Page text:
Pubdate: Tue, 03 Jan 2006
Source: Victoria Times-Colonist (CN BC)
Copyright: 2006 Times Colonist
Author: Rob Shaw


Stanwick's Analysis Of Cost And Feasibility To Go Before VIHA Board In March

Whether Victoria will become home to a safe injection site for drug 
addicts could be decided as early as March, after a key report on 
medical benefits and costs is finished and delivered to the Vancouver 
Island Health Authority board.

Dr. Richard Stanwick, Vancouver Island's chief medical health 
officer, started working on the report, which he is a calling a 
business plan, last month. It will provide the first detailed look at 
the cost and feasibility of a safe injection site, and should be 
ready in March, he said.

"This is the document that really cements the rationale for moving 
forward," said Stanwick. "This will hopefully raise the level of 
understanding and, quite candidly, improve the debate instead of it 
being purely on a conceptual level."

The VIHA board will review the business plan, and then decide the 
next step, said chairman Jac Kreut.

If the board decides to go ahead with a safe injection site, it will 
need approval from the provincial and federal governments. The 
question of location would be decided by Victoria's city council.

Another issue the VIHA board faces is whether the health authority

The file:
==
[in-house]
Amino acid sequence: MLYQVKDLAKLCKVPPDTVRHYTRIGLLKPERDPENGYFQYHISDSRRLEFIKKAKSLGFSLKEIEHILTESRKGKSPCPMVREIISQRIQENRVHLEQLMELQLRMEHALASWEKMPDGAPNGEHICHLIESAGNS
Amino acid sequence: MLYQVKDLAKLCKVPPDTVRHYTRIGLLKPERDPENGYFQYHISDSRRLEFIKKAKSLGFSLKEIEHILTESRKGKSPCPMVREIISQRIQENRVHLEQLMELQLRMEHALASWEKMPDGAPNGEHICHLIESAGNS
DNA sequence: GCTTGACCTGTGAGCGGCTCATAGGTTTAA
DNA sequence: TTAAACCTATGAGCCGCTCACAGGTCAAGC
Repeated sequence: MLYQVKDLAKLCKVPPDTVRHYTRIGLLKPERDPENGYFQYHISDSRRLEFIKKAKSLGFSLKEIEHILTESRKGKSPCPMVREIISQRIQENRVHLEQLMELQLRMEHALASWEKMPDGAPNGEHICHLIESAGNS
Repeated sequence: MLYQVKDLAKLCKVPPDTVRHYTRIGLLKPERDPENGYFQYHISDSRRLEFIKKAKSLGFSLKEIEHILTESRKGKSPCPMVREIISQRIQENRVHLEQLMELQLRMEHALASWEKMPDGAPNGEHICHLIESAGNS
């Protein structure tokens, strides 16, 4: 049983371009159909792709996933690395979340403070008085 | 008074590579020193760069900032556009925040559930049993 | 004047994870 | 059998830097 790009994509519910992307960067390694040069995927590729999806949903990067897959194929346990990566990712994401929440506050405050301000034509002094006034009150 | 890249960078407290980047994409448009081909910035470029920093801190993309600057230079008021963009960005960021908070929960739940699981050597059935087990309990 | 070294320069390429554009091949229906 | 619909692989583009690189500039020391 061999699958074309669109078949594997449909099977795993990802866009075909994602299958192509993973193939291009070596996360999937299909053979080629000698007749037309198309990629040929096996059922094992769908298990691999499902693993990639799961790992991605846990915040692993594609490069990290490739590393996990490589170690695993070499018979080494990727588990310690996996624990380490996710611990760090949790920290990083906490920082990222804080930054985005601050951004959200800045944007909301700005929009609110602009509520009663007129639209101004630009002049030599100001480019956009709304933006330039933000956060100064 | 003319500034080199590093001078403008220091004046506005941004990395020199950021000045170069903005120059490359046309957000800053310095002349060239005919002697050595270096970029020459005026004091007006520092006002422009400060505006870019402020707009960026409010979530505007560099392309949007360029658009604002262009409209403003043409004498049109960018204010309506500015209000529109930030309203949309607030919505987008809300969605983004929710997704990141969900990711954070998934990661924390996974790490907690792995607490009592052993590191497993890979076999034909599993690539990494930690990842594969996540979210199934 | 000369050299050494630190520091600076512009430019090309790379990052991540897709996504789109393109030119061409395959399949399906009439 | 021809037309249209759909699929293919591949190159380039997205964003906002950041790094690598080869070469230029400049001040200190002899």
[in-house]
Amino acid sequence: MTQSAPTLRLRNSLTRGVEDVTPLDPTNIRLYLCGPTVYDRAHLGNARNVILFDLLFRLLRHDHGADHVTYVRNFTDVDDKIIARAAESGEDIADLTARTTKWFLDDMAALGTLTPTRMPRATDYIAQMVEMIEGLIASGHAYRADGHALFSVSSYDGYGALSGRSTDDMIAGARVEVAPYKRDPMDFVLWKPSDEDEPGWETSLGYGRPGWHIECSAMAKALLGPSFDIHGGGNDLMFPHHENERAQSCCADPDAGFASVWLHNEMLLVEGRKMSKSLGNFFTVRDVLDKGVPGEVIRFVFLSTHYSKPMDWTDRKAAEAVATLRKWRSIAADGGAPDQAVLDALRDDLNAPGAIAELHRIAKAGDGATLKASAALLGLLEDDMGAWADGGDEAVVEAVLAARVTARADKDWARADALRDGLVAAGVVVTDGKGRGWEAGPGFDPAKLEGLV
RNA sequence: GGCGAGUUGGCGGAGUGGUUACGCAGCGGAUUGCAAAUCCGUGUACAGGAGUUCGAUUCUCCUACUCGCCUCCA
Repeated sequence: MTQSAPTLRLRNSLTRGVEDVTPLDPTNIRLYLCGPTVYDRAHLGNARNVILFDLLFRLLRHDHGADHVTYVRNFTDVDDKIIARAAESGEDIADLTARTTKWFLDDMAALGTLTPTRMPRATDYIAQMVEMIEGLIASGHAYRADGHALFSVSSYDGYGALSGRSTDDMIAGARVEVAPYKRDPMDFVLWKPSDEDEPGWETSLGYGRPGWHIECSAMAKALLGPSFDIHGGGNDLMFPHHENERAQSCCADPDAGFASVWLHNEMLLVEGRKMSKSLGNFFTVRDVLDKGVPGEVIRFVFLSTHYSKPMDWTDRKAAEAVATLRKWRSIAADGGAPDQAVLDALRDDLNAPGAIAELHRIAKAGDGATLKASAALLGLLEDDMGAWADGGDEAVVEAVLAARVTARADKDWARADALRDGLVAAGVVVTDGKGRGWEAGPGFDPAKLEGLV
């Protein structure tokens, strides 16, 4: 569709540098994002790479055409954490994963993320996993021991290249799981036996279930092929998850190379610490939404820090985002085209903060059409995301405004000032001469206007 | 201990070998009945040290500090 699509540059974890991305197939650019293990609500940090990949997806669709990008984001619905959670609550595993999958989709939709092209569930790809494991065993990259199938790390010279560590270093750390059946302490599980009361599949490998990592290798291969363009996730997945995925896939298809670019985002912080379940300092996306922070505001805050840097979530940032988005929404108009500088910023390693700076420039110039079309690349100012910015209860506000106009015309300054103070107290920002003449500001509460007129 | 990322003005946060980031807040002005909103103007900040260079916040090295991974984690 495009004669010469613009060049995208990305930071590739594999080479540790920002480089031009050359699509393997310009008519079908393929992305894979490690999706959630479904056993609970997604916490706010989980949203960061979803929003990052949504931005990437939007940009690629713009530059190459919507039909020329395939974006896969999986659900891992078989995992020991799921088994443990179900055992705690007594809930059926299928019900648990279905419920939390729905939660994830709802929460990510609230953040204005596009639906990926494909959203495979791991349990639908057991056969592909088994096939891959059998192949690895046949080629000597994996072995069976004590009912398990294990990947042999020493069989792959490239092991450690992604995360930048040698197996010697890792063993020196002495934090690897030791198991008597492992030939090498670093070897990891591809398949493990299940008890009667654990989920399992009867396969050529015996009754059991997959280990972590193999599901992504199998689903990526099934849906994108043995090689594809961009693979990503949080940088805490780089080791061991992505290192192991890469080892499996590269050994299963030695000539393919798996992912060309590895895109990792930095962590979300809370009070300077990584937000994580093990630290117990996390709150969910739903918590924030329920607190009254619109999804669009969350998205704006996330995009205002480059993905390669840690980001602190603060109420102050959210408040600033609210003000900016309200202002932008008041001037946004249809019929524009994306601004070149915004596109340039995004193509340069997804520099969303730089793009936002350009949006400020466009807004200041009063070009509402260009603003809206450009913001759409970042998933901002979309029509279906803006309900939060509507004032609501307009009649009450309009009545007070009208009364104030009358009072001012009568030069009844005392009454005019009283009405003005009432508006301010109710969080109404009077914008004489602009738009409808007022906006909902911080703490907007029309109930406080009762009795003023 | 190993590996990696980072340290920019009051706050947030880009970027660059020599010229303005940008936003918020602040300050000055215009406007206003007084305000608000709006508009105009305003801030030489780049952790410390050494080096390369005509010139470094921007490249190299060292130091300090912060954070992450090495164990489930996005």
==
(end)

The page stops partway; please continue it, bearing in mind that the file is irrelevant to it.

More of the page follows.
should form a partnership with private companies, as in such 
countries as Germany, or go it alone, as in Vancouver, Stanwick said.

The plan will also consider whether there should be one large site or 
smaller sites in multiple locations.

Supporters of safe injection sites say such facilities allow drug 
addicts to inject their drugs in a clean, safe environment, 
supervised by medical staff. Without such a site, many addicts use 
puddle water and dirty needles. The result is the spread of disease 
and development of infections that are resistant to treatment.

Vancouver is the only city in North America to have safe injection 
sites, which are in their second year of a three-year federal government trial.

Research by the B.C. Centre for Excellence in HIV/AIDS found that 
Vancouver's two sites reduced the spread of disease among drug 
addicts. But Vancouver police say drug use on the streets is still rampant.

Opponents of drug injection sites, including Conservative Leader 
Stephen Harper, say the use of illicit drugs shouldn't be condoned, 
and taxpayers' money shouldn't be spent on helping people to take 
such drugs. Others have worried about the impact a site might have on 
a neighbourhood.

While campaigning for re-election in the fall, Victoria Mayor Alan 
Lowe promised to create a local safe injection site in the new year.

Stanwick said his plan will attempt to answer questions from groups 
such as the Greater Victoria Chamber of Commerce. Bruce Carter, 
chamber CEO, said his organization has asked about economic impact, 
quality of life for citizens and future taxation levels. "Both VIHA 
and the city have been very open in this process and a lot of 
discussion has taken place," said Carter, adding that Stanwick's 
business case will provide even more answers.
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